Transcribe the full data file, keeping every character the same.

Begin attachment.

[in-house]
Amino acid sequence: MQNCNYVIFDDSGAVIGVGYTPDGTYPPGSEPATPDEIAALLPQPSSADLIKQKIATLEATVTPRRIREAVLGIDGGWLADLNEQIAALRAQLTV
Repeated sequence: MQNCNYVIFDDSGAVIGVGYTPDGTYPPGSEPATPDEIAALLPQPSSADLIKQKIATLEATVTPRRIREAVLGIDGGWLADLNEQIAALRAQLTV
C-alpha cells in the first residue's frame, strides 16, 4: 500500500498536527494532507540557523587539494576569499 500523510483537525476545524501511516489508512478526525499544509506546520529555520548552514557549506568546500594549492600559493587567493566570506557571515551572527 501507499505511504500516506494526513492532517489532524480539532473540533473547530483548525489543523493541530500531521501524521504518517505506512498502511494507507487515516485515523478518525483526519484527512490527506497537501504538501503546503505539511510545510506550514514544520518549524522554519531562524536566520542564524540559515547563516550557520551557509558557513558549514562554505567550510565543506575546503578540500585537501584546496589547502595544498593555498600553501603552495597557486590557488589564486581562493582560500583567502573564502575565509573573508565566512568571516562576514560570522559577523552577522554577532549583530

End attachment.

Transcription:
[in-house]
Amino acid sequence: MQNCNYVIFDDSGAVIGVGYTPDGTYPPGSEPATPDEIAALLPQPSSADLIKQKIATLEATVTPRRIREAVLGIDGGWLADLNEQIAALRAQLTV
Repeated sequence: MQNCNYVIFDDSGAVIGVGYTPDGTYPPGSEPATPDEIAALLPQPSSADLIKQKIATLEATVTPRRIREAVLGIDGGWLADLNEQIAALRAQLTV
C-alpha cells in the first residue's frame, strides 16, 4: 500500500498536527494532507540557523587539494576569499 500523510483537525476545524501511516489508512478526525499544509506546520529555520548552514557549506568546500594549492600559493587567493566570506557571515551572527 501507499505511504500516506494526513492532517489532524480539532473540533473547530483548525489543523493541530500531521501524521504518517505506512498502511494507507487515516485515523478518525483526519484527512490527506497537501504538501503546503505539511510545510506550514514544520518549524522554519531562524536566520542564524540559515547563516550557520551557509558557513558549514562554505567550510565543506575546503578540500585537501584546496589547502595544498593555498600553501603552495597557486590557488589564486581562493582560500583567502573564502575565509573573508565566512568571516562576514560570522559577523552577522554577532549583530